Crafty: Crocheted Fabric Basket

I’m totally guilty of walking through a craft store (or, more often, the craft section of Walmart – oh, the deprivation) and grabbing something interesting off the shelf with no current or even near-future project in mind. Then it sits at home, waiting. I don’t want to waste it on the “wrong” project, so it waits some more.

That was the story of an off-brand Jelly Roll of rainbow batik fabrics. Jelly Rolls are sets of coordinating fabrics already cut into strips so you can get right to quilting. I wasn’t a quilter when I bought the fabrics (I’m still not), but they were so darn adorable that I had to have them.

Fast forward about six years or so. After one move, two master’s degrees, and one baby, I still had this stinking roll of fabrics sitting among my yarn, mocking me. I was determined to use it, so I commenced bookmarking strip quilt patterns and never settling on the right one (or, to be honest, the motivation to actually sit down at the sewing machine and sew those strips together). Finally, I spotted crocheted fabric baskets on Pinterest. Finally! A project that I knew I could and would actually complete!

I used two tutorials to get started, and then just went with my own crocheting experience. The Red Thread explains very well how to make baskets with fabric – the examples there are so adorable! Baskets are perfect as a place to throw your keys and change at the end of the day, and depending on the fabric you use, can really fit any decor. My modifications – I did not take the extra steps of rolling the fabric into rag rope, I just scrunched the strips as needed. I wanted to get started! My precut strips were pretty wide though, so I did cut the strips down the middle, leaving them still connected so they formed a skinnier, longer strip.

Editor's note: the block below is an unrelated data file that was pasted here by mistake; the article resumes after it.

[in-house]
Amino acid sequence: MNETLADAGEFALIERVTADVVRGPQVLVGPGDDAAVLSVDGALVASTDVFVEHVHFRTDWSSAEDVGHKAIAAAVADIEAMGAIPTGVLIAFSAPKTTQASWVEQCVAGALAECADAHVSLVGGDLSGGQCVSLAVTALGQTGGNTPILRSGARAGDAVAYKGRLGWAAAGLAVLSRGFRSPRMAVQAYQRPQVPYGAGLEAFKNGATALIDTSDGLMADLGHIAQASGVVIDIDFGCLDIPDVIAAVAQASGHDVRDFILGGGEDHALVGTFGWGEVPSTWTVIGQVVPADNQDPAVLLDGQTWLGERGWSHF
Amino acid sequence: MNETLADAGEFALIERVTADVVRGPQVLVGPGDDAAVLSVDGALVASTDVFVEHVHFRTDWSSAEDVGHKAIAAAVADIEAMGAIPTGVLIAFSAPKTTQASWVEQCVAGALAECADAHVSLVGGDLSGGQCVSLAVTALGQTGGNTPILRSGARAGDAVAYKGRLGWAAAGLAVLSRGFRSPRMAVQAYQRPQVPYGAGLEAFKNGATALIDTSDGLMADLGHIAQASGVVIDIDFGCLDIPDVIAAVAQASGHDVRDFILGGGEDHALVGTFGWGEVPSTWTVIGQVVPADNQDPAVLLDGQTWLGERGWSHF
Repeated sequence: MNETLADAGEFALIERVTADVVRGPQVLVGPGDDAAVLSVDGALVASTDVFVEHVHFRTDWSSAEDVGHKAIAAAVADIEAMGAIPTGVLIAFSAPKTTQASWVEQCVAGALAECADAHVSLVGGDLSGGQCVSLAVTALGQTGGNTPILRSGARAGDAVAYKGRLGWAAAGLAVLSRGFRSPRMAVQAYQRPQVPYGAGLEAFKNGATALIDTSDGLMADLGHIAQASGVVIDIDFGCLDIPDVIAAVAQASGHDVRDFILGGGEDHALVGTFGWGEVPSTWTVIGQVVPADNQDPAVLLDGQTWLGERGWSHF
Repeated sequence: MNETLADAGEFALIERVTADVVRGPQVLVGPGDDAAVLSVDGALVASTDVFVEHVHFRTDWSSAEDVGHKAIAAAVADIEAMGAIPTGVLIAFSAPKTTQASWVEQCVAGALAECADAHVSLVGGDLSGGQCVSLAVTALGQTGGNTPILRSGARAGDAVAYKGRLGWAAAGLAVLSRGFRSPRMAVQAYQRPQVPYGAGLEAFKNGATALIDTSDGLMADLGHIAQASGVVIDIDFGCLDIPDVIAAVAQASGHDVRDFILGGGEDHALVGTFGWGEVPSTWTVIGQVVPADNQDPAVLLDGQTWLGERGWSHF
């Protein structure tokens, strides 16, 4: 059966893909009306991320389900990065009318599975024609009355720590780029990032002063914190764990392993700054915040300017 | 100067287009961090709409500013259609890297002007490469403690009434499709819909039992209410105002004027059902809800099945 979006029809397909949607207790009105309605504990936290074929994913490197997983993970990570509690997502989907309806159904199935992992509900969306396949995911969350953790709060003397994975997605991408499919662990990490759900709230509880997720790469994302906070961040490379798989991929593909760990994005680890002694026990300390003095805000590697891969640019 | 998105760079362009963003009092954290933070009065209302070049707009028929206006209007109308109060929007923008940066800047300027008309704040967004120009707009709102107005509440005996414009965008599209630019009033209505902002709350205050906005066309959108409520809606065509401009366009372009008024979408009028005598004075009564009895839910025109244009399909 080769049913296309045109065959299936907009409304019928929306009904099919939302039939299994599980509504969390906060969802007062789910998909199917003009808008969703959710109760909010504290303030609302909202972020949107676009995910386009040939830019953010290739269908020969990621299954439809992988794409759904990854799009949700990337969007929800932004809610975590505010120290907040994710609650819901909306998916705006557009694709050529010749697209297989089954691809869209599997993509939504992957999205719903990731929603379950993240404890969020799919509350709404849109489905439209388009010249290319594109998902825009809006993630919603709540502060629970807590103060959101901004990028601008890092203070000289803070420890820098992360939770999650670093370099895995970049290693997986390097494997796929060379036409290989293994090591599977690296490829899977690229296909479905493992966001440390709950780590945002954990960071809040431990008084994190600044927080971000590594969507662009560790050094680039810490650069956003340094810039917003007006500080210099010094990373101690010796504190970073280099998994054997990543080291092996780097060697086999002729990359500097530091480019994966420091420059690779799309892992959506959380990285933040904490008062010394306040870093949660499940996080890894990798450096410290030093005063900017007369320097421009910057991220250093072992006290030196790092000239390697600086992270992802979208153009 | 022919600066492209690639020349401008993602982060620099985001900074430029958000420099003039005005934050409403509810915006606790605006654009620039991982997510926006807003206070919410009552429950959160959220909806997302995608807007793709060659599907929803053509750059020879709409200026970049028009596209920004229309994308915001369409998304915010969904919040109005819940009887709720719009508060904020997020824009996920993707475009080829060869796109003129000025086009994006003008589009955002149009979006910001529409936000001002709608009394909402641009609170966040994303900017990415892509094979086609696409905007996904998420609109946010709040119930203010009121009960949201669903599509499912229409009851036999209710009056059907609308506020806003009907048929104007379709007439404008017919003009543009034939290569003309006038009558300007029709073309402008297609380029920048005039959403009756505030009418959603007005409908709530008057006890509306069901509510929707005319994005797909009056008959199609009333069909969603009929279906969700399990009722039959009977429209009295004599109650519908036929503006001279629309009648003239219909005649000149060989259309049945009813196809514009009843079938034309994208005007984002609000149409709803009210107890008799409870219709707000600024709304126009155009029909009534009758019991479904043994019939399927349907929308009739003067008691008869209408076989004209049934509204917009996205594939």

But I wasn’t using one huge piece of fabric and tearing it into one continuous strip – I had many strips that were not connected. Sugar Bee Crafts to the rescue, with a rag rug tutorial.  Instead of sewing strips together or tying them with bulky knots, it’s simple enough to make a cut on one end of the strip and slip the next strip through. I used a big plastic hook – mine is not actually labeled with a size. It’s a crochet hook that actually has a hook on each end, and it’s not as big as a Q hook – I think I remember looking at hook sizes once and guessing that it’s a size P, but I don’t know for sure.

After just a few hours of work, I had my basket. It takes a little longer than crocheting with yarn, because fabric is stiff and you have to rest your hands and arms sometimes. I also kept getting the size of my basket wrong and had to undo a few times until I got the right circle size for the bottom.

fabric_basket

 

You can see some of the strip ends sticking out – I think it adds character. I went with a rainbow pattern going around. One suggestion if you’re going to make a fabric basket – if you want to maximize the use of your pretty fabric, you could use a different fabric for the bottom of the basket, if no one will be able to see the bottom.

This basket is the perfect home for my bags of tea. Before, they were kept in a cardboard box, and who wants to see that sitting on the kitchen counter? Now they have a much prettier home, and it makes me smile every time I brew a cup.

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